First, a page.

Suggested citation for resources utilized: [Author]. [Institution]. [Title of resource]. ACT Pharmacy Collaborative. 2023. Available at www.actforpharmacy.com/framework.
These rubrics can be used to aid in evaluating how each domain of the framework is addressed at your institution.
Template ACT Framework Presentation
This presentation template could be used to aid faculty in discussing the ACT Pharmacy Collaborative Framework with members at their own institutions (Megan Smith, UAMS, email@example.com)
Experiential Education Resources
How to Design an Advanced Community APPE
This document can be used to guide the creation of an advanced community pharmacy APPE rotation experience (Megan Smith, UAMS, firstname.lastname@example.org)
Questions for Community Sites
This document contains example questions for Experiential Education Departments to ask when Evaluating a Site For Community Practice Transformation (Shelby Jensen, UNMC, email@example.com)
The Community Pharmacist Practitioner
Develop a career vision and foster a strong understanding and commitment to community pharmacy practice transformation including the skills and attitudes necessary to successfully provide patient care services in communities.
Fostering identity formation throughout the curriculum: This project asks students to draft a personalized mission statement or philosophy of care using key philosophy elements, such as the role of a pharmacists on a care team. This outcome may be achieved through goal planning and reflective assignments, attendance at professional meetings, or annual completion of a pharmacy professionalism instrument. (Rachel Allen, University of Washington, firstname.lastname@example.org)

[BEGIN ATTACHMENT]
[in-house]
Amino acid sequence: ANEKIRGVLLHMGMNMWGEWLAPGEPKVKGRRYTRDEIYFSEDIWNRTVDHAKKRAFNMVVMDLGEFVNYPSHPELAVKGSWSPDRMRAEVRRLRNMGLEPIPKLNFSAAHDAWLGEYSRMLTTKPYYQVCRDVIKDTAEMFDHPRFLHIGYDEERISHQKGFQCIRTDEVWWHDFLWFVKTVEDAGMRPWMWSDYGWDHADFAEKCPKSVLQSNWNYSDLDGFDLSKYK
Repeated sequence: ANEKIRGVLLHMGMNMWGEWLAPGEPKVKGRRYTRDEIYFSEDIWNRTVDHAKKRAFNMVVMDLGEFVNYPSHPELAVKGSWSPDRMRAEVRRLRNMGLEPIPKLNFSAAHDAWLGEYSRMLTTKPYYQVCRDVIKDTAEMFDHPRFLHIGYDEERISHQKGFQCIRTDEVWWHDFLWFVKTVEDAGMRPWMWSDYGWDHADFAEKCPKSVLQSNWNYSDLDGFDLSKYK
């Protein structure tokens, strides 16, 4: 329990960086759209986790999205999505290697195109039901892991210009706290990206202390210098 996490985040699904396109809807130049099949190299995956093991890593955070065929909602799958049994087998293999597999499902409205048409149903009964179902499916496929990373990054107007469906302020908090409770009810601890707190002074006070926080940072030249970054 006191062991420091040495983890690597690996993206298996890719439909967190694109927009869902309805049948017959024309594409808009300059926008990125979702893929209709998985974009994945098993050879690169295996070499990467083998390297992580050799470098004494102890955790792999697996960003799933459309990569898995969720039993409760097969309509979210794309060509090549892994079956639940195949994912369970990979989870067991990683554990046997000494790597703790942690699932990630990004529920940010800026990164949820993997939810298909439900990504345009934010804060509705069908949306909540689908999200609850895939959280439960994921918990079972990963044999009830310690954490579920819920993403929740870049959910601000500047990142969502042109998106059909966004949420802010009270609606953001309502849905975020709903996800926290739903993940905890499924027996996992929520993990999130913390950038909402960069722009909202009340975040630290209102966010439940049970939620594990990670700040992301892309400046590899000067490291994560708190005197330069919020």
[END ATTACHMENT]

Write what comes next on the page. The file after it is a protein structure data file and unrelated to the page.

Approaches to Precepting IPPE and APPE students (docx): Several approaches to strengthen professional identity are described in the attached document. These are easy to implement when working individually with students. (Rachel Allen, University of Washington, email@example.com)
Evidence-based Community Pharmacy Services
Inventively translate evidence into the design, implementation and evaluation of pharmacy services assuring quality and value to the patient, practice and community.
PHM 515 Adherence Practicum Student Overview (docx): This activity uses patient adherence modalities and motivational interviewing strategies to address patient non-adherence with a medication regimen. Student pharmacists will work individually to interview a simulated patient, identify and investigate potential reasons for non-adherence, draft a patient medication schedule and counsel the patient using motivational interviewing strategies to affect change. (Chris Daly, University at Buffalo, firstname.lastname@example.org)